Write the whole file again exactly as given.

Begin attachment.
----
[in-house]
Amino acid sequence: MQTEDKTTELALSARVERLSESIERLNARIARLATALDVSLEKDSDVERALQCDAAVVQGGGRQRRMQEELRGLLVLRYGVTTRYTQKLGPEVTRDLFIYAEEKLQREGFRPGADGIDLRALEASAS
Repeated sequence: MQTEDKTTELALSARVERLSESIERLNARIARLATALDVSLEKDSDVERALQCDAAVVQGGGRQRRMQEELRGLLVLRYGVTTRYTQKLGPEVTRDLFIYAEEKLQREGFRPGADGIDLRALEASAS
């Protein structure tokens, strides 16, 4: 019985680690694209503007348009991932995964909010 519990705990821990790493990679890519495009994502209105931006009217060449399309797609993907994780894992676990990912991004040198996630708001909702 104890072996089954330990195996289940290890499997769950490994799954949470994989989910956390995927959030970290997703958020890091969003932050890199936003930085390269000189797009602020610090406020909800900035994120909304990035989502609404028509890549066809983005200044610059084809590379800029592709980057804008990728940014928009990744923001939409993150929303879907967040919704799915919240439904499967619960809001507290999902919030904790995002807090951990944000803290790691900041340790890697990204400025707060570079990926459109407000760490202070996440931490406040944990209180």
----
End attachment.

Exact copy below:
[in-house]
Amino acid sequence: MQTEDKTTELALSARVERLSESIERLNARIARLATALDVSLEKDSDVERALQCDAAVVQGGGRQRRMQEELRGLLVLRYGVTTRYTQKLGPEVTRDLFIYAEEKLQREGFRPGADGIDLRALEASAS
Repeated sequence: MQTEDKTTELALSARVERLSESIERLNARIARLATALDVSLEKDSDVERALQCDAAVVQGGGRQRRMQEELRGLLVLRYGVTTRYTQKLGPEVTRDLFIYAEEKLQREGFRPGADGIDLRALEASAS
């Protein structure tokens, strides 16, 4: 019985680690694209503007348009991932995964909010 519990705990821990790493990679890519495009994502209105931006009217060449399309797609993907994780894992676990990912991004040198996630708001909702 104890072996089954330990195996289940290890499997769950490994799954949470994989989910956390995927959030970290997703958020890091969003932050890199936003930085390269000189797009602020610090406020909800900035994120909304990035989502609404028509890549066809983005200044610059084809590379800029592709980057804008990728940014928009990744923001939409993150929303879907967040919704799915919240439904499967619960809001507290999902919030904790995002807090951990944000803290790691900041340790890697990204400025707060570079990926459109407000760490202070996440931490406040944990209180």